Stan Laurel returns.
I remember a time when seeing Moffat's name in the writing credit for a New Who episode would be a source of good cheer; those times are long gone when now it is a herald of dread. "The Angels Take Manhattan" may not be Moffat's absolute worst script since taking over as showrunner - "Let's Kill Hitler", "The Wedding of River Song" or "The Doctor, the Widow and the Wardrobe" jostle for that position without a doubt - but it's still an incoherent mess which beats the dead horse of the 'time loop' (I refuse to describe it as 'timey wimey', because it's at some level meant to be a sci fi for goodness' sake) and 'fixed point in time' (a stupid concept but not phrased as stupidly) narrative conceits Moff's now totally overexposed and disguises all of their shortcomings, holes and blatantly unresolved hand-waves with the Weeping Angels, overused to the point of total disinterest, much less fear, combined with self-indulgent tear-jerker 'are you crying yet?' sentimentality as badly as RTD ever was but cynical of rather than fatuous about its own shortcomings and failures, knowing they'll be ignored by the general audience too busy abusing their hankies to even bother paying attention to the plot. He knows his viewers all too well: people who will cry at anything given the right provocation and as long as their musical cue is played, their tears almost being an interactive component of the televisual experience, and then give the episode full marks because it made them cry. It's lazy, cynical and manipulative writing that subverts the show's own fundamental themes of rebellion, resistance and liberation.
After hearing of a Hollywood role going across the street.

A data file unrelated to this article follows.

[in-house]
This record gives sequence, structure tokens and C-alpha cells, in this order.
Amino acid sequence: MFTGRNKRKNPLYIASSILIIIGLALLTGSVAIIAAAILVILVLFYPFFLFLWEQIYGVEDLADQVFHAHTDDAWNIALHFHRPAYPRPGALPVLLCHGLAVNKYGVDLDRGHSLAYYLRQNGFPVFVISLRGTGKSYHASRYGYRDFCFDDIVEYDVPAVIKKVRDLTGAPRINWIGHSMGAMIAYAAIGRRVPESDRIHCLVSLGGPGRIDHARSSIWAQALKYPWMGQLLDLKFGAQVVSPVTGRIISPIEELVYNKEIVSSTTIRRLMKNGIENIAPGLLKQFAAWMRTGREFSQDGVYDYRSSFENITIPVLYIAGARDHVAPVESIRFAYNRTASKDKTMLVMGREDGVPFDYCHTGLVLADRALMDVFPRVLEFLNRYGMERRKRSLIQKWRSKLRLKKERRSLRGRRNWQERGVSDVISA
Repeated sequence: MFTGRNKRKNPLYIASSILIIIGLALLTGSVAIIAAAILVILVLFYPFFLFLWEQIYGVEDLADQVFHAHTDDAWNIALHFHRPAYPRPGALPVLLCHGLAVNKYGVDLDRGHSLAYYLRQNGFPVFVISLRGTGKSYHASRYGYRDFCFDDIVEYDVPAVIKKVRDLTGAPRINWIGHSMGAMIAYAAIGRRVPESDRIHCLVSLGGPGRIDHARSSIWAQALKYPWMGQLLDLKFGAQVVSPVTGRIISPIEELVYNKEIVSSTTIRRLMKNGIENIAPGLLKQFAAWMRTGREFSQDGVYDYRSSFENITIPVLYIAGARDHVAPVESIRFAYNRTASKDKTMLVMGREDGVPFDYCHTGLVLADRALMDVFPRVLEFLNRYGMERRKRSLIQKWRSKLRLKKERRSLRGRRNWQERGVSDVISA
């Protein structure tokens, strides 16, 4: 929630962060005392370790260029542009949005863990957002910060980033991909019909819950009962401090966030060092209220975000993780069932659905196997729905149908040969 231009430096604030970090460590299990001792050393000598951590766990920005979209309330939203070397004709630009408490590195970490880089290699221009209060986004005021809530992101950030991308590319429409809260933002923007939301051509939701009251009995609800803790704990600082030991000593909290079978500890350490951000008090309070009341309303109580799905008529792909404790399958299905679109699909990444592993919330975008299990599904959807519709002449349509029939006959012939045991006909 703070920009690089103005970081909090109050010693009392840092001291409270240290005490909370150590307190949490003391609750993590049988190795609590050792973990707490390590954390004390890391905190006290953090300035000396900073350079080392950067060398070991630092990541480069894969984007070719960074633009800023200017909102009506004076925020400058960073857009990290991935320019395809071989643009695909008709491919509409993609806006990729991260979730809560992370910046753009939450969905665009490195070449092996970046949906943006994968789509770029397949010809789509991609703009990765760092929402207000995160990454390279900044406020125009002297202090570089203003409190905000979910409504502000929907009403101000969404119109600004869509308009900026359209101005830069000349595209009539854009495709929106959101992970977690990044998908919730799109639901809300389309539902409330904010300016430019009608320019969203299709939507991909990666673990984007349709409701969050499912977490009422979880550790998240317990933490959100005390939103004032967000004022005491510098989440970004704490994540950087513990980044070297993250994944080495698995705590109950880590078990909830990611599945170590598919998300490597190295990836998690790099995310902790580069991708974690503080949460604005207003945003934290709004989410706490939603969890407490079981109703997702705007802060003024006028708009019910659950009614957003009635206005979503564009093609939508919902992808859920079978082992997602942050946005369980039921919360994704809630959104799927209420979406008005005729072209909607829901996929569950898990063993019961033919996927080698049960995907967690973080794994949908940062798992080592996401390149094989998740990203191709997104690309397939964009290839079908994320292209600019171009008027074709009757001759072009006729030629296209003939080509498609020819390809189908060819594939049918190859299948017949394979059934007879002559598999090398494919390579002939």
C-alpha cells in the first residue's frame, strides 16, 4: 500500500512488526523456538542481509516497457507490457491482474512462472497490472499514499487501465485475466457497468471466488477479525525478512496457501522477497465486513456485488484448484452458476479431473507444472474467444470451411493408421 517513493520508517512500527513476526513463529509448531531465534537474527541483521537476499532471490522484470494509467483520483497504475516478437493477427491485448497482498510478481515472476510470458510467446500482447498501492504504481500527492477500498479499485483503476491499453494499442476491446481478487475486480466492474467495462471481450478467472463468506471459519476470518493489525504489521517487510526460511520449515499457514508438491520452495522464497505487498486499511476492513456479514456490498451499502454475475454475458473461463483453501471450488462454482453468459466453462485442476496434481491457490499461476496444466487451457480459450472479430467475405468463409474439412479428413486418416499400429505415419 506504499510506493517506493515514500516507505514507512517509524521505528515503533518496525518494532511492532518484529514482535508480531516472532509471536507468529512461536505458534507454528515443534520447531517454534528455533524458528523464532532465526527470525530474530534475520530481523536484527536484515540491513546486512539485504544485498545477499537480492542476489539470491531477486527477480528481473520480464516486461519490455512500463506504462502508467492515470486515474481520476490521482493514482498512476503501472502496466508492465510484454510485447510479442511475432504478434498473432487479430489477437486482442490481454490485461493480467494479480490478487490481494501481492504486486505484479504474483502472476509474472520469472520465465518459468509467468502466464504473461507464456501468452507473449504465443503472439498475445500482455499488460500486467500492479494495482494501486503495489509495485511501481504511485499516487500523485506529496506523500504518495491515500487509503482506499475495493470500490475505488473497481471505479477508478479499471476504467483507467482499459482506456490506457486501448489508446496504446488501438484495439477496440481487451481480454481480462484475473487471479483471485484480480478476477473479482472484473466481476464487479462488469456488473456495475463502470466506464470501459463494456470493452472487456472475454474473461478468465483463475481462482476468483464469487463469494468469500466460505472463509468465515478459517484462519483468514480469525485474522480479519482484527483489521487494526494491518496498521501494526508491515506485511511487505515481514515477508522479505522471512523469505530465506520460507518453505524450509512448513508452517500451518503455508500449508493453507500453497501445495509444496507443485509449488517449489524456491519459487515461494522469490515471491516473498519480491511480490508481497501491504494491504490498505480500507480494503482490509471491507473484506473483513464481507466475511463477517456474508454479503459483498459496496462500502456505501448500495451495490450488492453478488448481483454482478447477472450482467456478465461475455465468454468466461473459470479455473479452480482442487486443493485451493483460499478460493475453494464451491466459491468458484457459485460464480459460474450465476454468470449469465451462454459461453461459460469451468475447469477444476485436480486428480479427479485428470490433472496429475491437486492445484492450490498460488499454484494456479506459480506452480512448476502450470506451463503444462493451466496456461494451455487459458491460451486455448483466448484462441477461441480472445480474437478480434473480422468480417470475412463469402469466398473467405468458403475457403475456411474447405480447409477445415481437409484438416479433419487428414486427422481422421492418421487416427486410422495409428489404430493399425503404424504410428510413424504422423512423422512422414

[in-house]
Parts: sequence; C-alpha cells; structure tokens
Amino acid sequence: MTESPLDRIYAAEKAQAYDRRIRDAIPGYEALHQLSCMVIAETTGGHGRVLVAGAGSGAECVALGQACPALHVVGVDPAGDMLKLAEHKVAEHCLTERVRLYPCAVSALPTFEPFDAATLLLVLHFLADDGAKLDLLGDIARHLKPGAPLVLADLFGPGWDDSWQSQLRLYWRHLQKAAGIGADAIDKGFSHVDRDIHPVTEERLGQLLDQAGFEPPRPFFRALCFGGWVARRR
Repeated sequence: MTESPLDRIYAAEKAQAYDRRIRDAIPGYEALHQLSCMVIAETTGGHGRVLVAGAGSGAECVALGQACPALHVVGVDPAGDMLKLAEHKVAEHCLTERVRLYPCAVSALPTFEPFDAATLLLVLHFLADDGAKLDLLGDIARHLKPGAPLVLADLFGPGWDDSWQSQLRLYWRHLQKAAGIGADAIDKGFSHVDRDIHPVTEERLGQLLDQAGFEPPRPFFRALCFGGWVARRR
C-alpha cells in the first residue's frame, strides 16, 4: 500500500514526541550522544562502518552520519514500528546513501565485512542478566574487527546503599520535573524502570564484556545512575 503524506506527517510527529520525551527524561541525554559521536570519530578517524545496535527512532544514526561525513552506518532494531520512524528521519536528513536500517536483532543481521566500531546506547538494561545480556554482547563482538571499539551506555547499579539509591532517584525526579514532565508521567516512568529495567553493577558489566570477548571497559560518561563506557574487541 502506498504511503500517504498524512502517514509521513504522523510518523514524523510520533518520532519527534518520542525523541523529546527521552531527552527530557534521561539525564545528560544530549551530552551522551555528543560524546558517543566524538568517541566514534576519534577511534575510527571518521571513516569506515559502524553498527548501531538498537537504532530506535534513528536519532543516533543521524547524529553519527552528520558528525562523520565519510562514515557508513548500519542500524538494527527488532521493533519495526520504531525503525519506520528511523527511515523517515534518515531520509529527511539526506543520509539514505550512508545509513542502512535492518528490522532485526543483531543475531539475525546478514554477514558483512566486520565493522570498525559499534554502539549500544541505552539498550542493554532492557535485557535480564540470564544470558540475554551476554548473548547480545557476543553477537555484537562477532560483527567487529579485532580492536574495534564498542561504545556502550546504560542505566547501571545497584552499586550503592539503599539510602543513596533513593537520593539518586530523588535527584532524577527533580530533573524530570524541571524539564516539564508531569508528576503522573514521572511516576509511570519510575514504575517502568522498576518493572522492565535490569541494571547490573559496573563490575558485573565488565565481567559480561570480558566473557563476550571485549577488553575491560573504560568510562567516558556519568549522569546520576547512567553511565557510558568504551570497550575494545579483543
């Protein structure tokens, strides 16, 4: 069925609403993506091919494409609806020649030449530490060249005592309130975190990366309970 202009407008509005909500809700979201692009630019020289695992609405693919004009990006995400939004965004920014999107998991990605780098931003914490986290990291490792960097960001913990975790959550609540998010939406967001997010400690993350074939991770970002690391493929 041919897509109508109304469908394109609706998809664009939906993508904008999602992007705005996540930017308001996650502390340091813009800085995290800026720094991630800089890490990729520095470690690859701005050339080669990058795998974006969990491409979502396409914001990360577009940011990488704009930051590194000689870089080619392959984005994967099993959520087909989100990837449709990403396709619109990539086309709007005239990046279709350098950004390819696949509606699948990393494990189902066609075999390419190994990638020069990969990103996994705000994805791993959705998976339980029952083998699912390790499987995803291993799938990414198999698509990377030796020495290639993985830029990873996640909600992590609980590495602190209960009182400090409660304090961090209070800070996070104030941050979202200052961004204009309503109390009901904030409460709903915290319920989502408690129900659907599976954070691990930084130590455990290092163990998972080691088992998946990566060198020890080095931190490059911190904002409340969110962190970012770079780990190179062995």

As a departure for Amy and Rory it's sub-mediocre, a depressing runaround which denies Rory so much as a goodbye and Amy ultimately nothing more than a sound bite. Indeed in the end the narrative serves no other purpose besides writing out Amy and Rory; all other concessions to plot are convenient but incidental side-effects. It's disturbing to think that the most realistic departure from the TARDIS ever seen in the revived series is probably Martha's. For the Doctor it fulfils the bizarre metamorphosis of his character across Amy and Rory's time, from substitute father figure to Amelia, to potential lover for Amy and love-rival to Rory, to the point where he is subsumed via marriage into becoming for all intents and purposes their son, a petulant child who can't abandon his parent-friends until they're ripped from him; to what end? Didn't we already see these moody abandonment issues manifest with the Tenth Doctor? Isn't all this angst old news? It's still my utter, unshaking conviction that Amy and Rory's final episode should have been "The God Complex" without a doubt, a more believable character development for the Doctor which was eventually completely ignored. I would be sorrier to see them go, but banal writing has rendered their characters emotionally neutral to me after Series 6. I can unfortunately state that the by now completely unnecessary and totally meaninglessly presented River Song has at least one more appearance, but please, no more than that. I hope I never see the Weeping Angels again. "The Angels Take Manhattan" leaves me cold; it's an illusion, a body with no soul which presents itself as profound by rote by exploiting the tired language of New Who emotional drama in the same exhausted ways. It relies on an audience willing to ignore or blissfully unaware that the entire thing is a sham, and functions only by having propagated this same expectation in earlier episodes. It is a causal loop, a failure which creates itself, one paradox too many.